Man sentenced for involvement in two shooting deaths

On a rainy day in February 1998, Berta Barbes held her 16-year-old son as he lay dying in the frontyard of her Echo Park home. Moments earlier, she had heard the repeated loud crack of gunfire and screeching tires of the drive-by shooting; the sounds would echo in her dreams for nights on end.

On Thursday, she held up with a shaking hand a photograph of her son, Matthew Bravo, at the sentencing hearing of Roberto Franklin Ramirez, the man once accused of taking part in her son’s killing.

“This is my son. This is my son’s face,” Barbes said, her voice breaking as Ramirez stared in her direction. “You only saw his back.”

At an emotional hearing more than a decade after he was initially accused of involvement in three shooting deaths, Ramirez, 32, was sentenced to 30 years in prison. The victims’ families said justice has not been served.


In an agreement with prosecutors, Ramirez pleaded no contest to two counts of voluntary manslaughter for a 1998 shooting in Hollywood and the slaying of a 20-year-old community college student in 1999. A third murder charge, involving Matthew Bravo’s death, was dropped because of reluctant witnesses and deficiencies in the evidence, authorities said.

Ramirez was arrested at a Las Vegas motel in 1999 and has been in custody ever since. He was given credit for more than 13 years for time served and good behavior.

Los Angeles County Deputy Dist. Atty. Alan Yochelson said there were a number of problems with eyewitness identifications and contradictions in the evidence that led to the decade-long case ending in a plea. Attempts to build a stronger case over the years were unsuccessful, he said.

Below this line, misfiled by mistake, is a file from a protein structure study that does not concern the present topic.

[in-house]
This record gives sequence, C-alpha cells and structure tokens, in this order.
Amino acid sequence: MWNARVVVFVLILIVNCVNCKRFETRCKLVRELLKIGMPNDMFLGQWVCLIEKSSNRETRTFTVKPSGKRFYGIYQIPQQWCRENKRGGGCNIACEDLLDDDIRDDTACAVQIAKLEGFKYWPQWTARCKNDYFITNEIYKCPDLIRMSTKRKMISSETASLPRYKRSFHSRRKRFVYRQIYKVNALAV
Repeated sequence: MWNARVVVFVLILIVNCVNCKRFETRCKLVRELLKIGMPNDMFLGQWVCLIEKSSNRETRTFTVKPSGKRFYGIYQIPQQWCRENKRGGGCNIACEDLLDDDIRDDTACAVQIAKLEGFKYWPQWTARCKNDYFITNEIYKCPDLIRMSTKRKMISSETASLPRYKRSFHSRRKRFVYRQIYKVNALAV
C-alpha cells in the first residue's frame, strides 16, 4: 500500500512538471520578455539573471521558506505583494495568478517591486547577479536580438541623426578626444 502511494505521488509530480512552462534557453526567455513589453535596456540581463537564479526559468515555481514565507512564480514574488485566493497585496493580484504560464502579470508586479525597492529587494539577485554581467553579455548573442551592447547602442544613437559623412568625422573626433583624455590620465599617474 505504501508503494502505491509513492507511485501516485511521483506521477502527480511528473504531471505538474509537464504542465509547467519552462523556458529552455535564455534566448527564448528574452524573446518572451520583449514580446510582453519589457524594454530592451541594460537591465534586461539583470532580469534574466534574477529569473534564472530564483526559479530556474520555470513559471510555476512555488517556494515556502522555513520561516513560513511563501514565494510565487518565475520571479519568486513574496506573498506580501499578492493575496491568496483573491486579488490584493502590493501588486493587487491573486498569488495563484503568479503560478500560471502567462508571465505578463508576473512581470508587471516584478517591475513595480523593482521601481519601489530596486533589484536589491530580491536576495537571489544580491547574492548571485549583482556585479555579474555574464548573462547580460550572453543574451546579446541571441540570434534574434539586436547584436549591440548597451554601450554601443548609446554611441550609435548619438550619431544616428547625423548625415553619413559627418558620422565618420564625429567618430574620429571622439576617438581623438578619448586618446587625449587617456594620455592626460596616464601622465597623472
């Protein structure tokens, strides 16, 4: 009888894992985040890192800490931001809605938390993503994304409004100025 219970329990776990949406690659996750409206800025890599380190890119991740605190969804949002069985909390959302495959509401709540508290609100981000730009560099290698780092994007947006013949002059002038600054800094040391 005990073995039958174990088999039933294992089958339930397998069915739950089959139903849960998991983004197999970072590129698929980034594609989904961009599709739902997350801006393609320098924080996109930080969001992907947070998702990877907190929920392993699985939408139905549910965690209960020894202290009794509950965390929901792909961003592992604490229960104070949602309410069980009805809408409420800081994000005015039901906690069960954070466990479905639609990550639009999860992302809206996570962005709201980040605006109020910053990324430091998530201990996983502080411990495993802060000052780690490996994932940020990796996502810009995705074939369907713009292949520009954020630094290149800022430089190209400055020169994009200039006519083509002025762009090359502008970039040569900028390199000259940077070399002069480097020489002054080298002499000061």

“There was a risk, given the evidence, that he might be acquitted” if the case went to trial, he said. “That’s why our office agreed to this, but it was a very, very hard decision.”

Adrian Soler, a retired Los Angeles Police Department detective who investigated one of the slayings and now works as an investigator for the Riverside County district attorney’s office, said that if witnesses had been cooperative, “I’m certain it would have been a first-degree murder case.”

Soler said authorities believed the shootings were gang-related or motivated by cases of mistaken identity. He said Ramirez was suspected of being a member of the La Mirada Locos gang.

Larry Forbes, Ramirez’s defense attorney, disputed that his client was a gang member. He said the case started out as a death penalty case but ended in a plea because of “evidentiary and legal issues.”

“When you have multiple homicides, the prejudice that could occur against Mr. Ramirez at trial was such that resolving the case was in his best interest,” Forbes said.


About 30 of Ramirez’s friends and family filled the courtroom, leading to tense moments during statements by the victims’ families. The judge expelled one man in the back row for making comments shortly after Barbes began speaking. She was allowed to address Ramirez and the court as a condition of the plea agreement.

Anna Del Rio, the mother of the community college student, Teresa Del Rio, stood dressed in black as she spoke to Ramirez in a trembling voice. She wore a pin with an image of her daughter’s face and showed Ramirez poster boards containing photos of Teresa.

“You should be dead, not my daughter,” she said. “You have brutalized our family beyond repair.”